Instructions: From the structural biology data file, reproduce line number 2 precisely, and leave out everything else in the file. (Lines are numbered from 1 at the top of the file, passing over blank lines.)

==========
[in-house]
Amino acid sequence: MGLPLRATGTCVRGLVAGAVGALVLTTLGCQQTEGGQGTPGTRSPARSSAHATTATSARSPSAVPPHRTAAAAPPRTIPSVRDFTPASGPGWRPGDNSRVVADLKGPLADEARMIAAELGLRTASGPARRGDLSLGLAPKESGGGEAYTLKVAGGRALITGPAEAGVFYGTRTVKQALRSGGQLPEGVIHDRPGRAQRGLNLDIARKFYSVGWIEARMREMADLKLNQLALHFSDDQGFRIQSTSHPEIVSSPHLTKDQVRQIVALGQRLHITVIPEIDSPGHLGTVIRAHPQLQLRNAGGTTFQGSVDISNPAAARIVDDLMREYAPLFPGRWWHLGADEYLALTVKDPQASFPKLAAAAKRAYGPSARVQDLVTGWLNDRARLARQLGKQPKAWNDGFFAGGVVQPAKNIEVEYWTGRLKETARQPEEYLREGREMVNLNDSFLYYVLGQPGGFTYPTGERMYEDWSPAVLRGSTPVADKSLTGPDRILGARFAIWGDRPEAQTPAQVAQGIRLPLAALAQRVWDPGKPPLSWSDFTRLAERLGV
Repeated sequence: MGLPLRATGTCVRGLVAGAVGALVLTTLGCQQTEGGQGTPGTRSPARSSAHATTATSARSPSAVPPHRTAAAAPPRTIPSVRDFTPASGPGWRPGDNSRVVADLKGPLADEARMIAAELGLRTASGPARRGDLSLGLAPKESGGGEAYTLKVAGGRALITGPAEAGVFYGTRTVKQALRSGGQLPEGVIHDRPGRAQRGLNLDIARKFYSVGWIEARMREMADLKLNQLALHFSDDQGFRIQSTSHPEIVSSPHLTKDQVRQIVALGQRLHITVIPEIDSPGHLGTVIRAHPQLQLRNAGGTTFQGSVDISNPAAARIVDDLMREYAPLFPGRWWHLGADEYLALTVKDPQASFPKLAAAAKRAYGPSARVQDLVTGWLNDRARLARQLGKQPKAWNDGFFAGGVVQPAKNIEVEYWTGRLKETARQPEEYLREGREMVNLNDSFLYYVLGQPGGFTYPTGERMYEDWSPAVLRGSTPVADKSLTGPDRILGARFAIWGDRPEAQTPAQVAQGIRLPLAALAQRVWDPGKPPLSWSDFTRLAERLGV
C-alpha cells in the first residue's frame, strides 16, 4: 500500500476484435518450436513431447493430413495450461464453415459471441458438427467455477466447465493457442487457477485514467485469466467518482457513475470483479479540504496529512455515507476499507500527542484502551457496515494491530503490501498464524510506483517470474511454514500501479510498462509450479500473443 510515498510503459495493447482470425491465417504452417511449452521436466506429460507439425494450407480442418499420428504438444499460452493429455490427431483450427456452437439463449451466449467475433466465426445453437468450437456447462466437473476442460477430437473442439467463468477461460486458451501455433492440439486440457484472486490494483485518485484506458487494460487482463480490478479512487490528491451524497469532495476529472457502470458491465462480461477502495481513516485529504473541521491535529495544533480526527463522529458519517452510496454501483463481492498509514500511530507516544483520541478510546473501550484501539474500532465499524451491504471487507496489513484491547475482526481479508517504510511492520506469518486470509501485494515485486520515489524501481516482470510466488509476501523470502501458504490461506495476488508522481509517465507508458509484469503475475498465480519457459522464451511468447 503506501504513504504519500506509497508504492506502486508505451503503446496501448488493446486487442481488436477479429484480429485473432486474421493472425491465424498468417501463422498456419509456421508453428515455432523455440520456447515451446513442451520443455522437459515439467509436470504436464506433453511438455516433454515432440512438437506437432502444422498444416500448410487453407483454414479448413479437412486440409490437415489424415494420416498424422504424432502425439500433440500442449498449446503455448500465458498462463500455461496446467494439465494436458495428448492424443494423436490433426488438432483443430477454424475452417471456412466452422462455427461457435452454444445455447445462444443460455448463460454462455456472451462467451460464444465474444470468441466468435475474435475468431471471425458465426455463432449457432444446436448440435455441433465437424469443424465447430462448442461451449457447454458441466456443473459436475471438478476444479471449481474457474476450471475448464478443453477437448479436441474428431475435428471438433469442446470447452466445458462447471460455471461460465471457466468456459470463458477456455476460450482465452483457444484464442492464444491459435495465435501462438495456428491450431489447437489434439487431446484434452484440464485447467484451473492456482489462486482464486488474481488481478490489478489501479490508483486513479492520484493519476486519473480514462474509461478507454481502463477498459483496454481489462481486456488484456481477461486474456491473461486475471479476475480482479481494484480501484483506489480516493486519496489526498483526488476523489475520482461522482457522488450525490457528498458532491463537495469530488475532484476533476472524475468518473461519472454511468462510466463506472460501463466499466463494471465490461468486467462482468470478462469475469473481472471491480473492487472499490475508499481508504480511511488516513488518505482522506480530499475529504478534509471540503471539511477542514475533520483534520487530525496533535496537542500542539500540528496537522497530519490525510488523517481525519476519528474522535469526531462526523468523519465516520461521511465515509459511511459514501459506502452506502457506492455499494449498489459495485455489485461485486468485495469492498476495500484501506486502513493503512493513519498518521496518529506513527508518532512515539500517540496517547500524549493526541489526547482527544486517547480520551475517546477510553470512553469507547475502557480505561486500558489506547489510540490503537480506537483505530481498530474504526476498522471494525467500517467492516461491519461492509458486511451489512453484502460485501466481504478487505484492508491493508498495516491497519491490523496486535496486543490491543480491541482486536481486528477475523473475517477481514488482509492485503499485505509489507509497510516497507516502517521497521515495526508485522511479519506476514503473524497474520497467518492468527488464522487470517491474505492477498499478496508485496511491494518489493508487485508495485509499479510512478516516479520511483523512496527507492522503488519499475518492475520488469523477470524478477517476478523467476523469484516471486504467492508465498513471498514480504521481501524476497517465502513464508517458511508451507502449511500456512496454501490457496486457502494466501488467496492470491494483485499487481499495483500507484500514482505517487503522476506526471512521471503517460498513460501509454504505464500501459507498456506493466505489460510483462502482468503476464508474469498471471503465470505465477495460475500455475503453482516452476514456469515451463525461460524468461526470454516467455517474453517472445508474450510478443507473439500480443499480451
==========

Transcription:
Amino acid sequence: MGLPLRATGTCVRGLVAGAVGALVLTTLGCQQTEGGQGTPGTRSPARSSAHATTATSARSPSAVPPHRTAAAAPPRTIPSVRDFTPASGPGWRPGDNSRVVADLKGPLADEARMIAAELGLRTASGPARRGDLSLGLAPKESGGGEAYTLKVAGGRALITGPAEAGVFYGTRTVKQALRSGGQLPEGVIHDRPGRAQRGLNLDIARKFYSVGWIEARMREMADLKLNQLALHFSDDQGFRIQSTSHPEIVSSPHLTKDQVRQIVALGQRLHITVIPEIDSPGHLGTVIRAHPQLQLRNAGGTTFQGSVDISNPAAARIVDDLMREYAPLFPGRWWHLGADEYLALTVKDPQASFPKLAAAAKRAYGPSARVQDLVTGWLNDRARLARQLGKQPKAWNDGFFAGGVVQPAKNIEVEYWTGRLKETARQPEEYLREGREMVNLNDSFLYYVLGQPGGFTYPTGERMYEDWSPAVLRGSTPVADKSLTGPDRILGARFAIWGDRPEAQTPAQVAQGIRLPLAALAQRVWDPGKPPLSWSDFTRLAERLGV